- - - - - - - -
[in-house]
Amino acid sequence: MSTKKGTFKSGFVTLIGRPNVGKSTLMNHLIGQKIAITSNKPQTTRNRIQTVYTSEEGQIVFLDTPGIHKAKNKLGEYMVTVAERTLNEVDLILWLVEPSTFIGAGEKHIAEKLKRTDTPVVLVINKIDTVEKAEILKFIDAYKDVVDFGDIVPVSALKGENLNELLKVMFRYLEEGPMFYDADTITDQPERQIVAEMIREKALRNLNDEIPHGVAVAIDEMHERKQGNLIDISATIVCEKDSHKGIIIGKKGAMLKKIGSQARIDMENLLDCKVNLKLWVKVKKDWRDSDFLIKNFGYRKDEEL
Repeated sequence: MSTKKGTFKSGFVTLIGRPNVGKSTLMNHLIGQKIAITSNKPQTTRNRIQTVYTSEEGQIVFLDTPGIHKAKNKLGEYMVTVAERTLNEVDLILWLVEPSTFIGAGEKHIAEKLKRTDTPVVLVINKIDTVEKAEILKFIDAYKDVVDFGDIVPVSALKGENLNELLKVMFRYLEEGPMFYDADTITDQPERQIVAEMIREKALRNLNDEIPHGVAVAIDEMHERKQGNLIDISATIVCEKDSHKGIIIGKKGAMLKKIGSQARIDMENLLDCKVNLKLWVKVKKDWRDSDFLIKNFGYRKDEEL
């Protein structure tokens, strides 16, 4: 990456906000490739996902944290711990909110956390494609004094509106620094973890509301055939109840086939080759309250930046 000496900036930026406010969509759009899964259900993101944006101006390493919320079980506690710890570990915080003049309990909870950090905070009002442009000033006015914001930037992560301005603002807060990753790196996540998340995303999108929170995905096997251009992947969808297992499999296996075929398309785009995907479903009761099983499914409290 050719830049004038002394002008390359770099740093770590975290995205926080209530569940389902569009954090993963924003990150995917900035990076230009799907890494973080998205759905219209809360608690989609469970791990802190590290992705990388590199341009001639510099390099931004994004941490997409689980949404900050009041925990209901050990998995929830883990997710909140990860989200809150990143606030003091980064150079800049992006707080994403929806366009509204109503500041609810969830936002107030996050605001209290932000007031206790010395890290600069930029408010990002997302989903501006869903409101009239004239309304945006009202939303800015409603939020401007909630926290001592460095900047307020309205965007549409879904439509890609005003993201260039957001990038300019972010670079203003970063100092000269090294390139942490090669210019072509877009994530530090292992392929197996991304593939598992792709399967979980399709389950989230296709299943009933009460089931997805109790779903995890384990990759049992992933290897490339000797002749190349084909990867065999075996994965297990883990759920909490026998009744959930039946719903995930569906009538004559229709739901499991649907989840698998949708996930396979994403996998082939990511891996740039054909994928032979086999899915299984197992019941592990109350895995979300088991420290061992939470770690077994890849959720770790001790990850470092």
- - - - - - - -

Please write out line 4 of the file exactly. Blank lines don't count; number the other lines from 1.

């Protein structure tokens, strides 16, 4: 990456906000490739996902944290711990909110956390494609004094509106620094973890509301055939109840086939080759309250930046 000496900036930026406010969509759009899964259900993101944006101006390493919320079980506690710890570990915080003049309990909870950090905070009002442009000033006015914001930037992560301005603002807060990753790196996540998340995303999108929170995905096997251009992947969808297992499999296996075929398309785009995907479903009761099983499914409290 050719830049004038002394002008390359770099740093770590975290995205926080209530569940389902569009954090993963924003990150995917900035990076230009799907890494973080998205759905219209809360608690989609469970791990802190590290992705990388590199341009001639510099390099931004994004941490997409689980949404900050009041925990209901050990998995929830883990997710909140990860989200809150990143606030003091980064150079800049992006707080994403929806366009509204109503500041609810969830936002107030996050605001209290932000007031206790010395890290600069930029408010990002997302989903501006869903409101009239004239309304945006009202939303800015409603939020401007909630926290001592460095900047307020309205965007549409879904439509890609005003993201260039957001990038300019972010670079203003970063100092000269090294390139942490090669210019072509877009994530530090292992392929197996991304593939598992792709399967979980399709389950989230296709299943009933009460089931997805109790779903995890384990990759049992992933290897490339000797002749190349084909990867065999075996994965297990883990759920909490026998009744959930039946719903995930569906009538004559229709739901499991649907989840698998949708996930396979994403996998082939990511891996740039054909994928032979086999899915299984197992019941592990109350895995979300088991420290061992939470770690077994890849959720770790001790990850470092």